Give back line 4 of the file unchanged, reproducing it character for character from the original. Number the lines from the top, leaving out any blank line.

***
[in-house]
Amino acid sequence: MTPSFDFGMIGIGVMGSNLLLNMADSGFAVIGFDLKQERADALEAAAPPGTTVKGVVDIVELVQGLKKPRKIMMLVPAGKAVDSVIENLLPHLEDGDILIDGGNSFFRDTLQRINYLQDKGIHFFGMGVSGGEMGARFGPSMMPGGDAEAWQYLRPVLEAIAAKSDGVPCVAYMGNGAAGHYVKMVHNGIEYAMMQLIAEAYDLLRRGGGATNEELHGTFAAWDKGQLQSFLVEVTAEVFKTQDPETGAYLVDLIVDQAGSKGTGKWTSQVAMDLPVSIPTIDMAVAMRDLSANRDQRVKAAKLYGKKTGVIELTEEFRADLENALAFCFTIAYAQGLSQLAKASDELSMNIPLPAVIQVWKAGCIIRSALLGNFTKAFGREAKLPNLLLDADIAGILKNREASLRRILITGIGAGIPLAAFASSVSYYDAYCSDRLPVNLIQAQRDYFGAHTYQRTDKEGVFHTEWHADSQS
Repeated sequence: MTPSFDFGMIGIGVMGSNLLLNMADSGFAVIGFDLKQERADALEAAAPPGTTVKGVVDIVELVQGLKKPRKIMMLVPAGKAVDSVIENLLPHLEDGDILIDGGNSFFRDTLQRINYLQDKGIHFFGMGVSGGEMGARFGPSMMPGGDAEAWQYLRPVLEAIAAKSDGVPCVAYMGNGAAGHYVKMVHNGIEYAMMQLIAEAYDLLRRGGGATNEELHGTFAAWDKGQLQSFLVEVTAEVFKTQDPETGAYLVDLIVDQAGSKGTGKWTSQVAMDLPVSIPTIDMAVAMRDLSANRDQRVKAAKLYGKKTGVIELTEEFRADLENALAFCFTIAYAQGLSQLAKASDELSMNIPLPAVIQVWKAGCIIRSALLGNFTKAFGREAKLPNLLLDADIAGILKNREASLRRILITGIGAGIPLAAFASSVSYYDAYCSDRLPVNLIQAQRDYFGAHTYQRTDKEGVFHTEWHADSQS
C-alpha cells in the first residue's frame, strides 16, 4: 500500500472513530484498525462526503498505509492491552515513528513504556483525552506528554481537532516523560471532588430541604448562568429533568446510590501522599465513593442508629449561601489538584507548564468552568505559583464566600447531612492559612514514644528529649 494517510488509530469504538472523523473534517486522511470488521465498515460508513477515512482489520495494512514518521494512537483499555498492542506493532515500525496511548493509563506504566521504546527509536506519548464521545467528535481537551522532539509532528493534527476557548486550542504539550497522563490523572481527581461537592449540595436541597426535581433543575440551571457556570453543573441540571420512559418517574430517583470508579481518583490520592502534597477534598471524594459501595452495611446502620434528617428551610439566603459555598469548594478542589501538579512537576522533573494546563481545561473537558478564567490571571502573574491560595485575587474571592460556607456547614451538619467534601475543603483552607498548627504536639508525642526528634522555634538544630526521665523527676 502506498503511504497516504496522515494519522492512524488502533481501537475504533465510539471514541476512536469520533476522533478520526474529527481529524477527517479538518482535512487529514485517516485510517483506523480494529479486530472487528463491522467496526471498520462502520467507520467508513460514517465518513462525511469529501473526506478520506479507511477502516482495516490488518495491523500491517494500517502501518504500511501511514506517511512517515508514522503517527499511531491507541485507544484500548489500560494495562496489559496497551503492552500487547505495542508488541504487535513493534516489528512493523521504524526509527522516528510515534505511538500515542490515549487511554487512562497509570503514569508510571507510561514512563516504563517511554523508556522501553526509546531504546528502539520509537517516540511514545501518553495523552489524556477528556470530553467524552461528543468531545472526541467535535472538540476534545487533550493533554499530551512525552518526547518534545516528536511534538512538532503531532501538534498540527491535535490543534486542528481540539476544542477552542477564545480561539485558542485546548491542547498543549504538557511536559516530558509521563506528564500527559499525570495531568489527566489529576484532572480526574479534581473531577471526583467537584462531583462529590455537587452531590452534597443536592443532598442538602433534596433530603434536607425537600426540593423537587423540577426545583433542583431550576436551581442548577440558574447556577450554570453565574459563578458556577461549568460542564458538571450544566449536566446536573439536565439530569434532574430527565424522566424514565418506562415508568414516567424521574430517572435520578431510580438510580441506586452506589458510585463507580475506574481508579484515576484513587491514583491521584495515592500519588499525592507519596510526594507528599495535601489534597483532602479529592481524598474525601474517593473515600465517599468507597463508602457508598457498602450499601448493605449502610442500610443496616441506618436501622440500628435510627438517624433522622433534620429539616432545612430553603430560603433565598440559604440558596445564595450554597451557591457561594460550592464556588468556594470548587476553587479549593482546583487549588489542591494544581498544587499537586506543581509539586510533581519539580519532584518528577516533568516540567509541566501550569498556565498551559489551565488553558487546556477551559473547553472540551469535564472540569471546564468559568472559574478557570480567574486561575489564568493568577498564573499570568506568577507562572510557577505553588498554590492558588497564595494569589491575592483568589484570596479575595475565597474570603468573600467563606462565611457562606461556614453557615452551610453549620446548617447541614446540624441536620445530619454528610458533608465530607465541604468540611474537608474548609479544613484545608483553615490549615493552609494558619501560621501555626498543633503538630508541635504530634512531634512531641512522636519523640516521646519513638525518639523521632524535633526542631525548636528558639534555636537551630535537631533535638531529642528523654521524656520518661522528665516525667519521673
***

C-alpha cells in the first residue's frame, strides 16, 4: 500500500472513530484498525462526503498505509492491552515513528513504556483525552506528554481537532516523560471532588430541604448562568429533568446510590501522599465513593442508629449561601489538584507548564468552568505559583464566600447531612492559612514514644528529649 494517510488509530469504538472523523473534517486522511470488521465498515460508513477515512482489520495494512514518521494512537483499555498492542506493532515500525496511548493509563506504566521504546527509536506519548464521545467528535481537551522532539509532528493534527476557548486550542504539550497522563490523572481527581461537592449540595436541597426535581433543575440551571457556570453543573441540571420512559418517574430517583470508579481518583490520592502534597477534598471524594459501595452495611446502620434528617428551610439566603459555598469548594478542589501538579512537576522533573494546563481545561473537558478564567490571571502573574491560595485575587474571592460556607456547614451538619467534601475543603483552607498548627504536639508525642526528634522555634538544630526521665523527676 502506498503511504497516504496522515494519522492512524488502533481501537475504533465510539471514541476512536469520533476522533478520526474529527481529524477527517479538518482535512487529514485517516485510517483506523480494529479486530472487528463491522467496526471498520462502520467507520467508513460514517465518513462525511469529501473526506478520506479507511477502516482495516490488518495491523500491517494500517502501518504500511501511514506517511512517515508514522503517527499511531491507541485507544484500548489500560494495562496489559496497551503492552500487547505495542508488541504487535513493534516489528512493523521504524526509527522516528510515534505511538500515542490515549487511554487512562497509570503514569508510571507510561514512563516504563517511554523508556522501553526509546531504546528502539520509537517516540511514545501518553495523552489524556477528556470530553467524552461528543468531545472526541467535535472538540476534545487533550493533554499530551512525552518526547518534545516528536511534538512538532503531532501538534498540527491535535490543534486542528481540539476544542477552542477564545480561539485558542485546548491542547498543549504538557511536559516530558509521563506528564500527559499525570495531568489527566489529576484532572480526574479534581473531577471526583467537584462531583462529590455537587452531590452534597443536592443532598442538602433534596433530603434536607425537600426540593423537587423540577426545583433542583431550576436551581442548577440558574447556577450554570453565574459563578458556577461549568460542564458538571450544566449536566446536573439536565439530569434532574430527565424522566424514565418506562415508568414516567424521574430517572435520578431510580438510580441506586452506589458510585463507580475506574481508579484515576484513587491514583491521584495515592500519588499525592507519596510526594507528599495535601489534597483532602479529592481524598474525601474517593473515600465517599468507597463508602457508598457498602450499601448493605449502610442500610443496616441506618436501622440500628435510627438517624433522622433534620429539616432545612430553603430560603433565598440559604440558596445564595450554597451557591457561594460550592464556588468556594470548587476553587479549593482546583487549588489542591494544581498544587499537586506543581509539586510533581519539580519532584518528577516533568516540567509541566501550569498556565498551559489551565488553558487546556477551559473547553472540551469535564472540569471546564468559568472559574478557570480567574486561575489564568493568577498564573499570568506568577507562572510557577505553588498554590492558588497564595494569589491575592483568589484570596479575595475565597474570603468573600467563606462565611457562606461556614453557615452551610453549620446548617447541614446540624441536620445530619454528610458533608465530607465541604468540611474537608474548609479544613484545608483553615490549615493552609494558619501560621501555626498543633503538630508541635504530634512531634512531641512522636519523640516521646519513638525518639523521632524535633526542631525548636528558639534555636537551630535537631533535638531529642528523654521524656520518661522528665516525667519521673